There are some types of undefined behavior that must stay that way. C/C++ cannot guarantee that out-of-bounds array accesses will always be caught, so their potential to corrupt memory or reveal secrets is unavoidable. Similar reasoning applies to use-after-free – there is no practical way to define this, so it must remain undefined. This isn’t a matter of compilers being malicious, this is just the C/C++ object model and performance expectations running headlong into the halting problem. The articles here and here discuss confusion about whether illegal memory accesses will cause a crash, and the short answer is ‘maybe’. C and C++ are not safe languages, and never will be.

Some constructs could be defined but are so ugly that they should not be. A classic variant that makes my eyes bleed and that should not be defined is:

i = ++i + p[++i];

Define this

Other types of undefined behavior could be defined, and many of them should be.

NULL pointer dereferences should be defined to crash the program. This requires ensuring that the pages at and before zero never get mapped. Unfortunately both Windows and Linux have historically done an imperfect job of guaranteeing that address zero is not mapped, but this is manageable.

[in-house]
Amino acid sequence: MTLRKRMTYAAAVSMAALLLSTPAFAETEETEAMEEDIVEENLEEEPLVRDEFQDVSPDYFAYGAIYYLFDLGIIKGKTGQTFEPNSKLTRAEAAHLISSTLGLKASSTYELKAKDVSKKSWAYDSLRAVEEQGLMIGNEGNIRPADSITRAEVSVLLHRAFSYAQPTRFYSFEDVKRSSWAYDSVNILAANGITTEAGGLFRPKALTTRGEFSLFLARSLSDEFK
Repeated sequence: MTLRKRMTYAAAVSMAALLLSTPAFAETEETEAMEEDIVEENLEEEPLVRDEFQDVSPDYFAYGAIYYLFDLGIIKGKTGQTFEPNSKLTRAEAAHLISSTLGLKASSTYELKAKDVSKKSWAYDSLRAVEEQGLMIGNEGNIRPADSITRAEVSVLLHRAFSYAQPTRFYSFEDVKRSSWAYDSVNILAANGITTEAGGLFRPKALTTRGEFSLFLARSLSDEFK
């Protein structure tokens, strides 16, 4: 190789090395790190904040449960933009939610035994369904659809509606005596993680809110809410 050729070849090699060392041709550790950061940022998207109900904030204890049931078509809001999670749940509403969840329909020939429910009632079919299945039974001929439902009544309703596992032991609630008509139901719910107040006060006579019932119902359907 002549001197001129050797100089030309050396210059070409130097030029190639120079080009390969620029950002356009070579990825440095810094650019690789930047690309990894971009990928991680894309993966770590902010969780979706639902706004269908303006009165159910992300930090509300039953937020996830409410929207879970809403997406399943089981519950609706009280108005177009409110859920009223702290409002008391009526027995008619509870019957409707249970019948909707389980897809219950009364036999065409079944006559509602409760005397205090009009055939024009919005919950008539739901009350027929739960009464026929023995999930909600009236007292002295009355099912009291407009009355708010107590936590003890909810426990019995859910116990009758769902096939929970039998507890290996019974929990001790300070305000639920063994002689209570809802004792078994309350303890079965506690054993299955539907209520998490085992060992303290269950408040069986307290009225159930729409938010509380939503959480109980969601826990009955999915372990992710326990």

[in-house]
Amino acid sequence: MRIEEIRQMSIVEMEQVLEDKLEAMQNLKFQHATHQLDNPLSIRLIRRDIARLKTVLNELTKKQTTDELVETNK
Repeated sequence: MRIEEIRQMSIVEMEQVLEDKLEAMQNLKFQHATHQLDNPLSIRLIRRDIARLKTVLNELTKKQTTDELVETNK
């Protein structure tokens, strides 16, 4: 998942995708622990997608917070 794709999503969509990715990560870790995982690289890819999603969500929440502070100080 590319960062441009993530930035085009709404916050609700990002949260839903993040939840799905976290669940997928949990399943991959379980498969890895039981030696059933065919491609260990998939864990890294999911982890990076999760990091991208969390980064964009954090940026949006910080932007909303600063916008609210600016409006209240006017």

Integer overflow should defined as twos-complement arithmetic (making –fwrapv the default in gcc/clang) or should be implementation defined. This does prevent some loop optimizations (see this article) but at some point we may need to decide that getting the right answer is more important than getting it fast. There should be ways to enable those optimizations without holding millions of lines of code hostage.

Excessive shifting of integral types could also easily be made implementation defined.

Conversion of out-of-range floats to int is currently undefined and could be made implementation defined.

In general I think that the C/C++ standards should reserve the undefined hammer for those cases that cannot be defined, instead of using it as a dumping ground for ambiguity. Visual C++ already behaves this way, but portable code cannot depend on this.

The standards committee for C++ is considering defining the behavior of left shifting a one into the sign bit, which seems like a move in the right direction.

Defining more behavior is no panacea however. In this article Larry Osterman discusses how the shift operator behaved differently for 32-bit and 64-bit processes. If the behavior of shift was implementation defined then it might still be defined differently for 32-bit and 64-bit processes, and his issue would probably still have occurred. However, the bugs caused by implementation defined behavior tend to be far more understandable than those caused by undefined behavior.

Know the standard

My uninformed opinions about undefined behavior don’t change the reality on the ground so I would recommend that all C/C++ developers read and understand this classic article on undefined behavior: